This places a double responsibility on us to be faithful to the act of collective memory, but also to be sensitive to the ways in which an unreflecting use of traditional texts can perpetuate a strain of Christian anti-Semitism. In the Reproaches, for example, it is important to remember that Jesus’ words are to be understood as applying to the present Church, rather than to his own contemporaries. Here, ‘Israel’ and ‘my people’ stand for the Church, and we are to hear the Reproaches as directed to our own hardness of heart and failure of discipleship.



"It is only because I can see God entering the darkness of human suffering and evil in creation, recognizing it for what it really is, meeting it and conquering it, that I can accept a religious view of the world. Without the religious dimension, life would be senseless, and endurance of its cruelty pointless; yet without the cross it would be impos¬sible to believe in God."

(Frances Young, The Myth of God Incarnate)

The Easter Vigil and First Mass - 11 April

Please Note: The Easter Vigil will not be taking place as a service. Additionally, the lighting of the Pascal Candle will take place at the Easter Day service.


The Easter (or Paschal) Vigil heralds the resurrection of our Lord Jesus Christ and the celebration of Easter, the so-called feast of feasts. Through readings and psalms it retraces the story of salvation, beginning with Creation, God’s covenant with Abraham, the escape of the Israelites through the Red Sea, the centuries of longing for the promised Messiah foretold by the prophets, and the Easter Gospel itself. The Easter Vigil is the greatest act of Christian worship, it tells the story of the greatest event of the world has ever known.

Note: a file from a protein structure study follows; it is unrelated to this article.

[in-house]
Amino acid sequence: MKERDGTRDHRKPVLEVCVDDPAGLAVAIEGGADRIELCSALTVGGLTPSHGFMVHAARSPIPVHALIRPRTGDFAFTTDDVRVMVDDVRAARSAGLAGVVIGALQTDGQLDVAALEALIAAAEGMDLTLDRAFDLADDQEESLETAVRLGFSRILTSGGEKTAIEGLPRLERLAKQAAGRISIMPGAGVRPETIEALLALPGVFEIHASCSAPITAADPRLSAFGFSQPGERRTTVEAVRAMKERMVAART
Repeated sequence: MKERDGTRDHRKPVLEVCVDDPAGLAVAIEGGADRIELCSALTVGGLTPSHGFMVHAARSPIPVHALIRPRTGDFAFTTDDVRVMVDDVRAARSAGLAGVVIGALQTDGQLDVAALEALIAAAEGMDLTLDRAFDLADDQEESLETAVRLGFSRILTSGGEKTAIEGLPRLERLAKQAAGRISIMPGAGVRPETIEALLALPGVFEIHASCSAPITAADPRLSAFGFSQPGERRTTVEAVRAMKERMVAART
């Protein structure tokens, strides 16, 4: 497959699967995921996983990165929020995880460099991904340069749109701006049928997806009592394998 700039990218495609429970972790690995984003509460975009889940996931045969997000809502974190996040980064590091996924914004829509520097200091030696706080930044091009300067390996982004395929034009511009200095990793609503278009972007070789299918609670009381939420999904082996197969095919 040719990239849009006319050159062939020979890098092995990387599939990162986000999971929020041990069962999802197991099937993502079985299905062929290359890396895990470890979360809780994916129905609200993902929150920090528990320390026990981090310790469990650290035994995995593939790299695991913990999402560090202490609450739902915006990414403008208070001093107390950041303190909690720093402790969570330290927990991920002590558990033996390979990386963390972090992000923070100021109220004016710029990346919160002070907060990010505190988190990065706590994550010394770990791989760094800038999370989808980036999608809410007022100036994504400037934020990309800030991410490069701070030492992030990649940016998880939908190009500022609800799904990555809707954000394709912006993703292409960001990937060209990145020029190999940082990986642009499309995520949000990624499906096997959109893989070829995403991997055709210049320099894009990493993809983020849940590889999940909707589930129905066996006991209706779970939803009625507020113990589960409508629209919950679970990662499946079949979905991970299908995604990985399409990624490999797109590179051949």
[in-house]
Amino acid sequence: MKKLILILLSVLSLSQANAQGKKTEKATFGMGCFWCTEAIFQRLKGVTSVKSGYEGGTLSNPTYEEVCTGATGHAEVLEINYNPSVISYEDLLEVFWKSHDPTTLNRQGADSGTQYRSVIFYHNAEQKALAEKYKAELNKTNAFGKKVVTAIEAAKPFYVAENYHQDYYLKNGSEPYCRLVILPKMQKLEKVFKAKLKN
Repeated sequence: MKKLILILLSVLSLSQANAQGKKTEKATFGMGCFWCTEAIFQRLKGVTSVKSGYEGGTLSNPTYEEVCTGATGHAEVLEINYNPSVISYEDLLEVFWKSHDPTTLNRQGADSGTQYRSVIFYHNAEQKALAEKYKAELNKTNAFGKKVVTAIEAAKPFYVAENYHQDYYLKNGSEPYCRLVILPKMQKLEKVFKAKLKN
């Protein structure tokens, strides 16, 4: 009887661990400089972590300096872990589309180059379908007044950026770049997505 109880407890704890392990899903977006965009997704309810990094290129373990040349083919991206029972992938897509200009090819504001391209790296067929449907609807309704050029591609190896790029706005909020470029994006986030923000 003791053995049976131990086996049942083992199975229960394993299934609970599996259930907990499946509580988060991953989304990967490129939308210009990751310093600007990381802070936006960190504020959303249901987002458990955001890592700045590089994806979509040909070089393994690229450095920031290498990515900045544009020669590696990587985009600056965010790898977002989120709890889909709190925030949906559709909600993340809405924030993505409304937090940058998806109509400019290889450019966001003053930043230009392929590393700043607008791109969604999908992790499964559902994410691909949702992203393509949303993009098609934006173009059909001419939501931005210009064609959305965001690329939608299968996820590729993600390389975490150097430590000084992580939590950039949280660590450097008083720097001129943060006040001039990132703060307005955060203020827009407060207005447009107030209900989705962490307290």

A vigil is about keeping watch, about expectant waiting and anticipation. A vigil is supposed to take time. The first disciples were bleary-eyed on the Resurrection Morning! The classical Vigil has seven readings, and Common Worship has provided a sequence of readings and psalms to last until dawn.

Easter Day

On Sunday 12 April we celebrate with all the joy we can muster the resurrection of our Lord Jesus Christ, his once and for all victory of death, and the promise that we also may share his risen life.



Spiritual Communion



Find out about Spiritual Communion - how to make it.


Church Without



Read how to establish your home as places of worship.



Recorded Services



Watch Sunday service recordings via our website.



Times of Services


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Worship Calendar


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Special Services


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Music Lists



Discover what music has been planned for the current month. You can also view music for previous months.



Weekday Scripture Readings



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Healing Ministry


Learn about the theological background to the Ministry of Healing and Wholeness.


Walsingham Cell


Learn about the Parish Cell of the Society of the Holy House of Our Lady of Walsingham

    Walsingham Cell Gallery

View photos relating to the Walsingham Cell.

  Baptisms & Weddings  

Learn about Baptisms & Weddings at St Matthew's church and the Initial Enquiries Evenings that take place.